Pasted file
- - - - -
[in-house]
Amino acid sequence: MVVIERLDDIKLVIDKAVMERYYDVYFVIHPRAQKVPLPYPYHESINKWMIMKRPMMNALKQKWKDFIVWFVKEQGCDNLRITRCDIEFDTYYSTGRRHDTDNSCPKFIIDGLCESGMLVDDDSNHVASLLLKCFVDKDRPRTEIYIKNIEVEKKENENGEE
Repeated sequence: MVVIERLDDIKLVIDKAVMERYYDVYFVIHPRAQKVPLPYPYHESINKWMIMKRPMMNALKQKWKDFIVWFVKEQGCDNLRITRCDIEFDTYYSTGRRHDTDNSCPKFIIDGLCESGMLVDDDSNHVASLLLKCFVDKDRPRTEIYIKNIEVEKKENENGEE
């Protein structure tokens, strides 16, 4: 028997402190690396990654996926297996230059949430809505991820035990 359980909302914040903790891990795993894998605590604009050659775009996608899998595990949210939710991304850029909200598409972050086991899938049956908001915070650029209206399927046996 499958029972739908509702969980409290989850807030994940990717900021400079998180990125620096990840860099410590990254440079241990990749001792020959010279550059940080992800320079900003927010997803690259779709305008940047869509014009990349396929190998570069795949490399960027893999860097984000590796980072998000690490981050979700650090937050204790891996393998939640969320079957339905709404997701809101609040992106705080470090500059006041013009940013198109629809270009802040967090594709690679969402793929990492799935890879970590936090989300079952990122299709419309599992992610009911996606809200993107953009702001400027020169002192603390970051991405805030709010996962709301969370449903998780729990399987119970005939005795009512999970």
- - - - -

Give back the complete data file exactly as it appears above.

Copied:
[in-house]
Amino acid sequence: MVVIERLDDIKLVIDKAVMERYYDVYFVIHPRAQKVPLPYPYHESINKWMIMKRPMMNALKQKWKDFIVWFVKEQGCDNLRITRCDIEFDTYYSTGRRHDTDNSCPKFIIDGLCESGMLVDDDSNHVASLLLKCFVDKDRPRTEIYIKNIEVEKKENENGEE
Repeated sequence: MVVIERLDDIKLVIDKAVMERYYDVYFVIHPRAQKVPLPYPYHESINKWMIMKRPMMNALKQKWKDFIVWFVKEQGCDNLRITRCDIEFDTYYSTGRRHDTDNSCPKFIIDGLCESGMLVDDDSNHVASLLLKCFVDKDRPRTEIYIKNIEVEKKENENGEE
């Protein structure tokens, strides 16, 4: 028997402190690396990654996926297996230059949430809505991820035990 359980909302914040903790891990795993894998605590604009050659775009996608899998595990949210939710991304850029909200598409972050086991899938049956908001915070650029209206399927046996 499958029972739908509702969980409290989850807030994940990717900021400079998180990125620096990840860099410590990254440079241990990749001792020959010279550059940080992800320079900003927010997803690259779709305008940047869509014009990349396929190998570069795949490399960027893999860097984000590796980072998000690490981050979700650090937050204790891996393998939640969320079957339905709404997701809101609040992106705080470090500059006041013009940013198109629809270009802040967090594709690679969402793929990492799935890879970590936090989300079952990122299709419309599992992610009911996606809200993107953009702001400027020169002192603390970051991405805030709010996962709301969370449903998780729990399987119970005939005795009512999970």